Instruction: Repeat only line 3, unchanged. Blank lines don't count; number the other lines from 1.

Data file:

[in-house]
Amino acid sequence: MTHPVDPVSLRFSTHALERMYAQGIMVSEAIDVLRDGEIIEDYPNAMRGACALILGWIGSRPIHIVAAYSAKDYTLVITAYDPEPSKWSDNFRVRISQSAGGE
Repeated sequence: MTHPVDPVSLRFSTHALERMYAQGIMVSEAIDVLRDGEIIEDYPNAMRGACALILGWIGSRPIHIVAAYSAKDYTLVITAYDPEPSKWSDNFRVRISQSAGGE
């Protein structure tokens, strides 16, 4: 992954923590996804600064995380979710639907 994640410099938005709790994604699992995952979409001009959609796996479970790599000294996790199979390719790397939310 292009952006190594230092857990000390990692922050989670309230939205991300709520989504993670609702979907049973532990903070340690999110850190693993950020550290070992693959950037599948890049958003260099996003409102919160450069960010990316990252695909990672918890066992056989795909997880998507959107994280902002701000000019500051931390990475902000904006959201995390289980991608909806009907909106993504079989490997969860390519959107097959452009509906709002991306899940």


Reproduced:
Repeated sequence: MTHPVDPVSLRFSTHALERMYAQGIMVSEAIDVLRDGEIIEDYPNAMRGACALILGWIGSRPIHIVAAYSAKDYTLVITAYDPEPSKWSDNFRVRISQSAGGE